senior homeowners about reverse mortgages
(I don't like them; only a last resort)
Most were similar..
a) They were in a rush to have no 'debt' so they paid off their house. They have no debt, but very little cash to live off & enjoy life. Only option today is a reverse mtg.
They can no longer qualify to refi for a conventional cash out loan.

b) Others had lots of equity but no cash. They didn't sleep well because they had no money and worried about paying bills and enjoying life.

Ive never met anyone who had money in the bank/cash cushion that didn't sleep well even though they had a mortgage.

Many seniors are just getting by. It's hard to imagine when you only know 'wealthy' people. Not everyone collects SS or gets much.
The heirs of people with no mortgage will be the winners, and many of them deprived themselves of enjoying life.

Of course there is a price to pay to have some debt, but you cannot understand the feelings that some people have about their situation.
There's a price to pay to have no debt as well; not always financial.

I agree that being house rich and cash poor isn't necessarily a good thing heading into a retirement. As long as "income in" is more than "expenses out", and "income in" and "expenses out" are relatively stable, that's what matters to me. I'm just trying to set my required "income in" at a minimum wage job, just in case. But even then, it might not that be that bad. Afterall, I hear that minimum wage will now be $15/hour.. Awesome. :)

Submitted by Coronita on May 22, 2016 - 3:53pm.

The only thing though is college expense. Hopefully, our budgets for that is sufficient. Part of that will come out of a well funded 529 account that clobbered most of my other account's performance, a custodial account that's been religiously gifted to annually, and if necessary selling of a rental property if necessarily at that point. I figure that should take the little kiddie through med-school (if that's going to happen) heh heh.

Of course, we can always try to get into a UC school, pay in-state tuition, and piss off people that think paying in state tuition costs CA taxpayers a lot because of the reduced tuition, especially if the student is chinese,lol.

Submitted by flyer on May 22, 2016 - 4:02pm.

Having what you want and little debt is a great feeling, and our family has always pretty much taken that path, but never at the "cost" of being cash poor, so I completely agree with this discussion.

Although I know there's an ongoing discussion about Prop 13 being repealed in some form, it has definitely been very helpful to many of us over the
years--especially the older members of the family--but it will be interesting to see how things go in the future.

Submitted by bearishgurl on May 22, 2016 - 4:13pm.

flu wrote:
no_such_reality wrote:
Good point about the interest deduction flu on the rental.

For some there's great comfort in paying off therimary. I also agree with HLS reasonable debt at reasonable rates is prudent as long as you don't gamble.

You can lock up your money in equity or use it as the down payment for a small apartment building in a nearby state with a 7-10% cap rate.

I totally agree. If you are able to pay off your primary and have sufficient reserves left over to pay for other things in retirement, you really can't go wrong with the approach you take, and its a matter of personal preference imho. The key I think is as you head into retirement to try to pin your living costs and make them as fixed and consistent as possible. Fixed mortgages can do that if your income streams are more or less fixed. Or if you don't want to deal with the pita factor of tenants, perhaps sell or 1031 exchange into a primary. I am trying to figure this out so who knows what strategy is optimal. I think I am just trying not to majorly screw this up.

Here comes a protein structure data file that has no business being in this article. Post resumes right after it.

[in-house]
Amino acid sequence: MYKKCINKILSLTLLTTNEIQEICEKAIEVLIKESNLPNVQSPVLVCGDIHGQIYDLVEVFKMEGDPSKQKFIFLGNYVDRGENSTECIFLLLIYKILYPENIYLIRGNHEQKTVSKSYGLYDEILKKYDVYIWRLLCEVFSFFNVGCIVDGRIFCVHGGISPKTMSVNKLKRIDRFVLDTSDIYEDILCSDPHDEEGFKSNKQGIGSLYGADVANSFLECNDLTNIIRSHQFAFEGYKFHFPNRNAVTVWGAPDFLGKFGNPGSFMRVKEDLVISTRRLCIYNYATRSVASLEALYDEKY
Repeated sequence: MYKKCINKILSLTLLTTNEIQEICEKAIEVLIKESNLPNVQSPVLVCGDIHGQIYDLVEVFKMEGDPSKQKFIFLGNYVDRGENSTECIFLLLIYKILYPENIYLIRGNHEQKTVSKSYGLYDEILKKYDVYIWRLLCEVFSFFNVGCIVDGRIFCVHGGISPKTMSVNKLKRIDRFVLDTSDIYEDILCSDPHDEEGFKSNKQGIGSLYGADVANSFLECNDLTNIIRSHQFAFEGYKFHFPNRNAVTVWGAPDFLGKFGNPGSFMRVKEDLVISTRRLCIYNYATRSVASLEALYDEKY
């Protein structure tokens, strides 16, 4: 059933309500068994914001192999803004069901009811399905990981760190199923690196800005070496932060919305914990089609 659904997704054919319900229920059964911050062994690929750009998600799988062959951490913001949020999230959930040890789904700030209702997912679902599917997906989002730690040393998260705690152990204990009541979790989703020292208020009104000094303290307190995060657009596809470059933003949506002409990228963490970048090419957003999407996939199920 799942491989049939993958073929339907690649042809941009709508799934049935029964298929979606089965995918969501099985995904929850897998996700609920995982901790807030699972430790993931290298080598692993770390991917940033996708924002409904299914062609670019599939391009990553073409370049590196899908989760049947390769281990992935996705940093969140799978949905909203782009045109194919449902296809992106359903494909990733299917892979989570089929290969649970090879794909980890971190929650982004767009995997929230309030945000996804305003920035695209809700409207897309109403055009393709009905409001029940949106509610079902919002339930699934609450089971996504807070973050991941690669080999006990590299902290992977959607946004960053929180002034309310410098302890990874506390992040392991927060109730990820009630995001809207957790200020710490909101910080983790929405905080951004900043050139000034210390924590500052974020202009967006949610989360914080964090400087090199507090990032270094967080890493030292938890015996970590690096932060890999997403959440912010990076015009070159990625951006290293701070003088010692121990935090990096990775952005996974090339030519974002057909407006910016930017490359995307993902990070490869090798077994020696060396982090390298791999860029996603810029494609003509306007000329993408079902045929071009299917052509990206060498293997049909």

The other thing about being old and retiring is if you sell and buy another property of equal or greater value, you can keep your old property tax rate. So if you had your primary since 1980 like my parents did, then your total property tax on a very nice single family home is probably less than 2 months of rent people pay on a 2 bedroom condo. And I believe if your kids end up inheriting those properties, that property tax rate continues. Prop 13 is just great. That probably is also one of the reasons housing inventory is staying low. Net of doing a house exchange is doing nothing to the inventory.

Replied to here:

http://piggington.com/recommendation_15_...

Submitted by no_such_reality on May 23, 2016 - 3:51pm.

flu wrote:
The only thing though is college expense. Hopefully, our budgets for that is sufficient. Part of that will come out of a well funded 529 account that clobbered most of my other account's performance, a custodial account that's been religiously gifted to annually, and if necessary selling of a rental property if necessarily at that point. I figure that should take the little kiddie through med-school (if that's going to happen) heh heh.

Of course, we can always try to get into a UC school, pay in-state tuition, and piss off people that think paying in state tuition costs CA taxpayers a lot because of the reduced tuition, especially if the student is chinese,lol.

This is were Cali shines, the UC system is outrageously inexpensive. Seriously, $15K for UCLA or Berkeley , or UCI, or Merced, or any other versus $50K for Georgetown, Dartmouth, Cornell, Brown, Carnegie Mellon, just list any top ranking.

The Cal State system runs half the UC system.

The rest of the expense, is what it costs to live in Cali and frankly, it's cheaper living as a college kid here than living as a young adult working.

IMO, a kid going to UCI is going to fork out close to $32K to live on campus and get an education. That same kid if he was working in Orange County is going to have to probably shell out $32K to live and work here.

Comment viewing options

Select your preferred way to display the comments and click "Save settings" to activate your changes.